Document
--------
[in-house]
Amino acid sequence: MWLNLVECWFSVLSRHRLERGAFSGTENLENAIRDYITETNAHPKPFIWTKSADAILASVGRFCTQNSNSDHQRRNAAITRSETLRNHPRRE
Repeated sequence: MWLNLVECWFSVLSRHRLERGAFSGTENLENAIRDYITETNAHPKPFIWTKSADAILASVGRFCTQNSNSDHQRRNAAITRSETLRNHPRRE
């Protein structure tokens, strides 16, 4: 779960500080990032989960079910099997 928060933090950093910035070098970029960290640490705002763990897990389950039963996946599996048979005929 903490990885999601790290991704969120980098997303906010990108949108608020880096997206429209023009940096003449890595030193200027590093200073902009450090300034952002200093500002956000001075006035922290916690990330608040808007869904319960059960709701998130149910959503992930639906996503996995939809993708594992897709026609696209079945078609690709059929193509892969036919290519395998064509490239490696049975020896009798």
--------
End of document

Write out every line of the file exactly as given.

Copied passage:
[in-house]
Amino acid sequence: MWLNLVECWFSVLSRHRLERGAFSGTENLENAIRDYITETNAHPKPFIWTKSADAILASVGRFCTQNSNSDHQRRNAAITRSETLRNHPRRE
Repeated sequence: MWLNLVECWFSVLSRHRLERGAFSGTENLENAIRDYITETNAHPKPFIWTKSADAILASVGRFCTQNSNSDHQRRNAAITRSETLRNHPRRE
């Protein structure tokens, strides 16, 4: 779960500080990032989960079910099997 928060933090950093910035070098970029960290640490705002763990897990389950039963996946599996048979005929 903490990885999601790290991704969120980098997303906010990108949108608020880096997206429209023009940096003449890595030193200027590093200073902009450090300034952002200093500002956000001075006035922290916690990330608040808007869904319960059960709701998130149910959503992930639906996503996995939809993708594992897709026609696209079945078609690709059929193509892969036919290519395998064509490239490696049975020896009798």